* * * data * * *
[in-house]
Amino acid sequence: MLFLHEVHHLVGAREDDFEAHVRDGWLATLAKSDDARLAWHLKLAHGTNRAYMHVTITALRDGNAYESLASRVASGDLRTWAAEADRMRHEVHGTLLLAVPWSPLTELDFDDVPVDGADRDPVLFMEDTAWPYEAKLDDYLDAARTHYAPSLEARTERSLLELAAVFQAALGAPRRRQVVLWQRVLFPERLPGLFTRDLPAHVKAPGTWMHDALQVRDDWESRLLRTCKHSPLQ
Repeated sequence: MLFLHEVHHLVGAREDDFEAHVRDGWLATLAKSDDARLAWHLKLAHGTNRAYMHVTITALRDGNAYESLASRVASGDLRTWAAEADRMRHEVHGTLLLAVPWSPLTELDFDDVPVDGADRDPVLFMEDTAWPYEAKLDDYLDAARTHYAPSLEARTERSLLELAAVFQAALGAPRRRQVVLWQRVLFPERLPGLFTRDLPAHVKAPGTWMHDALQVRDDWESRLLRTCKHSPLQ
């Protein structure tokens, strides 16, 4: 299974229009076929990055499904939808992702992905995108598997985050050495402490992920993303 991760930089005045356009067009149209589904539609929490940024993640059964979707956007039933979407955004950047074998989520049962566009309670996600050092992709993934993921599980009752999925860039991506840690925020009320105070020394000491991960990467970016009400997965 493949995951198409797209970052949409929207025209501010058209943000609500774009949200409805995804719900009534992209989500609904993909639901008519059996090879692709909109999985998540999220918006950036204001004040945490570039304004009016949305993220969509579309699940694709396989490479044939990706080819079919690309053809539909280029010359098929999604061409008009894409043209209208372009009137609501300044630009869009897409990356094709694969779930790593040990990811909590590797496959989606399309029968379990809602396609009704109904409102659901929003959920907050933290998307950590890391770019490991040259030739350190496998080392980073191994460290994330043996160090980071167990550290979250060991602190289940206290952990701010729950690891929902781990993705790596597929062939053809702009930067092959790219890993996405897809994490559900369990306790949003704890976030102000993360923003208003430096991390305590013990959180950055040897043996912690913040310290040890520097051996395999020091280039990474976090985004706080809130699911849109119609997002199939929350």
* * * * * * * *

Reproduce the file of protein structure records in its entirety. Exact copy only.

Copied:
[in-house]
Amino acid sequence: MLFLHEVHHLVGAREDDFEAHVRDGWLATLAKSDDARLAWHLKLAHGTNRAYMHVTITALRDGNAYESLASRVASGDLRTWAAEADRMRHEVHGTLLLAVPWSPLTELDFDDVPVDGADRDPVLFMEDTAWPYEAKLDDYLDAARTHYAPSLEARTERSLLELAAVFQAALGAPRRRQVVLWQRVLFPERLPGLFTRDLPAHVKAPGTWMHDALQVRDDWESRLLRTCKHSPLQ
Repeated sequence: MLFLHEVHHLVGAREDDFEAHVRDGWLATLAKSDDARLAWHLKLAHGTNRAYMHVTITALRDGNAYESLASRVASGDLRTWAAEADRMRHEVHGTLLLAVPWSPLTELDFDDVPVDGADRDPVLFMEDTAWPYEAKLDDYLDAARTHYAPSLEARTERSLLELAAVFQAALGAPRRRQVVLWQRVLFPERLPGLFTRDLPAHVKAPGTWMHDALQVRDDWESRLLRTCKHSPLQ
């Protein structure tokens, strides 16, 4: 299974229009076929990055499904939808992702992905995108598997985050050495402490992920993303 991760930089005045356009067009149209589904539609929490940024993640059964979707956007039933979407955004950047074998989520049962566009309670996600050092992709993934993921599980009752999925860039991506840690925020009320105070020394000491991960990467970016009400997965 493949995951198409797209970052949409929207025209501010058209943000609500774009949200409805995804719900009534992209989500609904993909639901008519059996090879692709909109999985998540999220918006950036204001004040945490570039304004009016949305993220969509579309699940694709396989490479044939990706080819079919690309053809539909280029010359098929999604061409008009894409043209209208372009009137609501300044630009869009897409990356094709694969779930790593040990990811909590590797496959989606399309029968379990809602396609009704109904409102659901929003959920907050933290998307950590890391770019490991040259030739350190496998080392980073191994460290994330043996160090980071167990550290979250060991602190289940206290952990701010729950690891929902781990993705790596597929062939053809702009930067092959790219890993996405897809994490559900369990306790949003704890976030102000993360923003208003430096991390305590013990959180950055040897043996912690913040310290040890520097051996395999020091280039990474976090985004706080809130699911849109119609997002199939929350």